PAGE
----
I don’t even remember when it was exactly, but one night during freshman year, two cars of my SCU friends set out in search of something haunted. After hearing about and looking up creepy locations around San Jose, we settled with Hicks Road. Our sense of adventure fuelled us on this night away from campus. It started out like any adventure: Blasting music, laughing and joking with friends, and navigating to an unknown, exciting place. It turned a little more creepy with the thoughts that swirled in the back of our minds. Roshni told us she thought their was a creepy trail in the area and “warned” us about rumors of albinos who hated trespassers, ghosts, and a haunted bridge where a girl was murdered. I thought little of it because my main entertainment was riding in the car and thinking about how scared Roshni would be.
The night was freeing. Dark skies surrounded us and crisp air flowed through the windows we had open in the car. Eventually we got off the highway and found ourselves winding a narrow road up and around hills that became more and more removed from any familiar sense of suburbia San Jose. I joked of emergencies when we lost cell service, but we kept driving the fun, deserted road. Eventually (somehow) we ended up at a dead end at the bottom of a turn-off from the main road. We passed what Roshni had us all assume was the pathetic “bridge” that was definitely not a bridge. But regardless, just a little farther up, we hit a dead end. This “dead end” was little more than darkness and fenced-off private property. But we stopped the cars and got out.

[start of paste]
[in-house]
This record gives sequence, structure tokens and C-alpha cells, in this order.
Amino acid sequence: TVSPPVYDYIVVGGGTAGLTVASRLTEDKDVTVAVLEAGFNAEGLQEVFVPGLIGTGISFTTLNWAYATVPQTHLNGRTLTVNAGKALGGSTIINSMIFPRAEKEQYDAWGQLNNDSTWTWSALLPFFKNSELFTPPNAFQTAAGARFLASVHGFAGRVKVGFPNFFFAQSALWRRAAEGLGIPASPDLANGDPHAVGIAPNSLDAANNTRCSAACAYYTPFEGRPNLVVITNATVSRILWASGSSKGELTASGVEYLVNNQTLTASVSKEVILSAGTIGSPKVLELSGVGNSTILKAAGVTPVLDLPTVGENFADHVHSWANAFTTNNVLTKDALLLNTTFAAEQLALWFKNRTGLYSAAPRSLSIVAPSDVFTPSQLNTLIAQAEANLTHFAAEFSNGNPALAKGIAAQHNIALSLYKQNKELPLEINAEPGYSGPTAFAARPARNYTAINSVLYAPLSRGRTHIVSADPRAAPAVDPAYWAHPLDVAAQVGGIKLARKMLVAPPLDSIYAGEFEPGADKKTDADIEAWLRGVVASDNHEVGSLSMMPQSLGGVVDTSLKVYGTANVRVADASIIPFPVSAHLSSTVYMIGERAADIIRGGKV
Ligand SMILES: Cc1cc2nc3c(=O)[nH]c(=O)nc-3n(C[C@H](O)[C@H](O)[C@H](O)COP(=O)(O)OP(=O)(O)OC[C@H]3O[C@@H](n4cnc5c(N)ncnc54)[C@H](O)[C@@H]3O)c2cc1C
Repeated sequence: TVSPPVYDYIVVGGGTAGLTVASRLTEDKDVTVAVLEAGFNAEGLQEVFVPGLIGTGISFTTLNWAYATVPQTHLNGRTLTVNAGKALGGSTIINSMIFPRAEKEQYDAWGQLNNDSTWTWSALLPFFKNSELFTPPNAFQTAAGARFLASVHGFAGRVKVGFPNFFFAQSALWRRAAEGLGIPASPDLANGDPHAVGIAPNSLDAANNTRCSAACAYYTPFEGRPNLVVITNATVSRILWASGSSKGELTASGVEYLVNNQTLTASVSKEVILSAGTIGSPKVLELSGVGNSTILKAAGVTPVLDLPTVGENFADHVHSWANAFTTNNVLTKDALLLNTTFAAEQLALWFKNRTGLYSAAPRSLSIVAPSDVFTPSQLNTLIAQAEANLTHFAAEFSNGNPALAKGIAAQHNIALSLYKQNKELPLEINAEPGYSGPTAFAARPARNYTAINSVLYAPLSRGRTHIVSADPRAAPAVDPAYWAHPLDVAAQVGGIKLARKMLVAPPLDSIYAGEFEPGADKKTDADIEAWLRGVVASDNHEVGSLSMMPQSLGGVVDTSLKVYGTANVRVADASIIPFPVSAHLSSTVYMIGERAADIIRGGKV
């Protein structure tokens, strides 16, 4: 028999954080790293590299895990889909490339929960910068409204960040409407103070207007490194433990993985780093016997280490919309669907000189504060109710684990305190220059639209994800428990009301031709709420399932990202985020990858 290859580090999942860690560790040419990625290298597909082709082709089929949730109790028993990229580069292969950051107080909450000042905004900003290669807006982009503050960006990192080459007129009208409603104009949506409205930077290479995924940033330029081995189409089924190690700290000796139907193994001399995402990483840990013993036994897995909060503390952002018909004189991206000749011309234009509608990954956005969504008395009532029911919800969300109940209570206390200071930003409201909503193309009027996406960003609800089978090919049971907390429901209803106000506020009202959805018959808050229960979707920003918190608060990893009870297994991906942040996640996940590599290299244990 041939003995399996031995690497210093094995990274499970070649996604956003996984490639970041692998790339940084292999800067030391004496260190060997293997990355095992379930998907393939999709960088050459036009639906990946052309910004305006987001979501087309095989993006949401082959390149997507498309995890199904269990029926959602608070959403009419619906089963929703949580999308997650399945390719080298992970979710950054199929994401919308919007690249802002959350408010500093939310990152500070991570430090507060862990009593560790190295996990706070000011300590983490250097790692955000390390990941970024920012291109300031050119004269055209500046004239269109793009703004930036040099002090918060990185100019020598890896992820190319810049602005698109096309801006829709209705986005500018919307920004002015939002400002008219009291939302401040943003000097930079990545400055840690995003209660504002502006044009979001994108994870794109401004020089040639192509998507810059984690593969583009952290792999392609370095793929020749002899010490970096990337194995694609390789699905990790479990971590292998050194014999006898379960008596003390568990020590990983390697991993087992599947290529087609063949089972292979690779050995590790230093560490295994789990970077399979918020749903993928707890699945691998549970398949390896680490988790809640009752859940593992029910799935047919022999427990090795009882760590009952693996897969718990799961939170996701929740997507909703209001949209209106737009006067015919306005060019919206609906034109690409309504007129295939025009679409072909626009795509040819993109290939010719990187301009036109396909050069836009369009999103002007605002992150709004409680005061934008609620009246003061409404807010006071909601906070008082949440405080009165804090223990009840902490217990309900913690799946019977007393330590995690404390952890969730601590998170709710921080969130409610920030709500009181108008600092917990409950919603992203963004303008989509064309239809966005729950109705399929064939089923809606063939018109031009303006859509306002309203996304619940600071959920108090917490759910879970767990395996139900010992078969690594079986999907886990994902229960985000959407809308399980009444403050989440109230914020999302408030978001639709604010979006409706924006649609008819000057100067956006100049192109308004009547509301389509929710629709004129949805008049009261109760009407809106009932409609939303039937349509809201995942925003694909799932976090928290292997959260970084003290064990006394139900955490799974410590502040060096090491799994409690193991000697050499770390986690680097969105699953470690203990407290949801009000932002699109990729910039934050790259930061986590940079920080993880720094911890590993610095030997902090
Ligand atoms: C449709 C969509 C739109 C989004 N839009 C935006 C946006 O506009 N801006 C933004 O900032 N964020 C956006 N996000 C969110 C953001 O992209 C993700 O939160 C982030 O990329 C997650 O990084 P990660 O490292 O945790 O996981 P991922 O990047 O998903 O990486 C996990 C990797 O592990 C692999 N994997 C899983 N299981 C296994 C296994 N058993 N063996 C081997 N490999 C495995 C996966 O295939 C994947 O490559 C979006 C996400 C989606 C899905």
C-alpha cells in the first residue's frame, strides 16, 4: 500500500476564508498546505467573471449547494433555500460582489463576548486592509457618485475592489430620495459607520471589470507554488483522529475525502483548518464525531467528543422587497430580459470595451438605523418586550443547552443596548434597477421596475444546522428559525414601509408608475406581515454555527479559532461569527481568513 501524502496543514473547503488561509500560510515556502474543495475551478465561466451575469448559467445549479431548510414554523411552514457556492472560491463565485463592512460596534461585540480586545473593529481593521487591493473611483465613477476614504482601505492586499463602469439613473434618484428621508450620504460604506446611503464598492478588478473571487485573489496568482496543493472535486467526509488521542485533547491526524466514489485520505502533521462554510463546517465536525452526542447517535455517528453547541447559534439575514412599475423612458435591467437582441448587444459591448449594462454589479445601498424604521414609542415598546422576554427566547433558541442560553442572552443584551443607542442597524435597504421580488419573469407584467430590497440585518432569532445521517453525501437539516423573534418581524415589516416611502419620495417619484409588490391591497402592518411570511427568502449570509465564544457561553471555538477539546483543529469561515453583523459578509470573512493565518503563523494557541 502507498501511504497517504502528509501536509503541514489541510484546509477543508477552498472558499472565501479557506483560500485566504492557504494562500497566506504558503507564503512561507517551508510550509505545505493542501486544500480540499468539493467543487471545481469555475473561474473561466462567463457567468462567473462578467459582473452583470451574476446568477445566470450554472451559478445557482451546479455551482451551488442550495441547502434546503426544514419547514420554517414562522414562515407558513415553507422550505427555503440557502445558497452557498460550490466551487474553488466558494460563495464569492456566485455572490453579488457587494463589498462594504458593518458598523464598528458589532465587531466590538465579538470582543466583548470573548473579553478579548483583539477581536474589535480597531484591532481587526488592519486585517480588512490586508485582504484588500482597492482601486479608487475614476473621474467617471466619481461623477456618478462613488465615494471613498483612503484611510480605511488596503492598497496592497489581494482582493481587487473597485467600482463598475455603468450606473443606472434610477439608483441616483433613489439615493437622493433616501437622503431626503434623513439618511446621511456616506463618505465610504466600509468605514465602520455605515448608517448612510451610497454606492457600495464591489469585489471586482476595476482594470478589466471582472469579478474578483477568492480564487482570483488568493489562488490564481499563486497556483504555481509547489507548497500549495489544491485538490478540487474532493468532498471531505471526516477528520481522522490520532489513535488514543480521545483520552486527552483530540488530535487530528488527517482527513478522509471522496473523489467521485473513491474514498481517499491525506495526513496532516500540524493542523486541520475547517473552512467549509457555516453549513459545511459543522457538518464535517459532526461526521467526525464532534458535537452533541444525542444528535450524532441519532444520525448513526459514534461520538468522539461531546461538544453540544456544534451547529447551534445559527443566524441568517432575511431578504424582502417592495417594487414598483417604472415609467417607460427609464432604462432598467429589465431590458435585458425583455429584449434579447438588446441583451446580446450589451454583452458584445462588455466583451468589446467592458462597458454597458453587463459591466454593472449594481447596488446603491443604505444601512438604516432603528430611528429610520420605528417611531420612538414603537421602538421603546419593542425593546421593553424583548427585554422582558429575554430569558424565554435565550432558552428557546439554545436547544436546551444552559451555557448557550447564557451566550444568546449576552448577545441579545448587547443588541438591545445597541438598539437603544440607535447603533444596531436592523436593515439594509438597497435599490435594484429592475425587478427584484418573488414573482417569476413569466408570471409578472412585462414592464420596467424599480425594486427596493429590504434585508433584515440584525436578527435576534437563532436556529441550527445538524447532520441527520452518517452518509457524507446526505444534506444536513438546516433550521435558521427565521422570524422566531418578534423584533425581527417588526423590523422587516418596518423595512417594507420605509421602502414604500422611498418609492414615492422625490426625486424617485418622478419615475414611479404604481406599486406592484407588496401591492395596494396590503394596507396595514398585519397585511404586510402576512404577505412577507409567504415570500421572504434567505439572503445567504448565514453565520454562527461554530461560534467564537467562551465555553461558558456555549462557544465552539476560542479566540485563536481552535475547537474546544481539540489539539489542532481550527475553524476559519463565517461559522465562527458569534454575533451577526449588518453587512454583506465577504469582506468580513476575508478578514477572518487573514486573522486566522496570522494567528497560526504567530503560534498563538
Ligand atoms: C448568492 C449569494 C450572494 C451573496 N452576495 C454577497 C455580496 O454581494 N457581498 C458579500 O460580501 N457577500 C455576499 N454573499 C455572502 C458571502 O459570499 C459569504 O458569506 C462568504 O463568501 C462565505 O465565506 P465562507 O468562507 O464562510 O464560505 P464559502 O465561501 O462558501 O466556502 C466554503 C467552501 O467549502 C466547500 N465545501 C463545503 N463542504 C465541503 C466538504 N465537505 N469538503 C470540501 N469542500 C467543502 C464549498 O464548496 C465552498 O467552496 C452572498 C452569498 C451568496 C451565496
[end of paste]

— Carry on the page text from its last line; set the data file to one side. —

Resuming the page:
It was impossible to see without headlights, car lights, or phone lights. It was nice to experience the quiet and blindness- only ruined by our social selves. To keep the creepy vibes flowing, people wandered off into the darkness. Some type of grassy fields surrounded us. In pairs or threes, people walked away then came back when they were a little too freaked out. They spoke of hearing something coming closer to them until they ran back. We assumed it could’ve been a cow or horse that we couldn’t see! But who knows. For me, the best moments were when we were all together, avoiding scary hype or anything ridiculous.
Our fun, adventurous times were cut short by paralyzing fear. We saw lights coming closer in the distance. They were winding down the same hill we had descended reach our dead end. Adrenaline kicked in and we chose “flight” instead of “fight.” The only assumption we had was that this car was about to confront us, in the darkness, in the middle of nowhere, where we were essentially lost and without cell service. Our childish ghost stories and creepy haunted fears took a back burner. We hurried to pack in the cars and speed back to where we came from.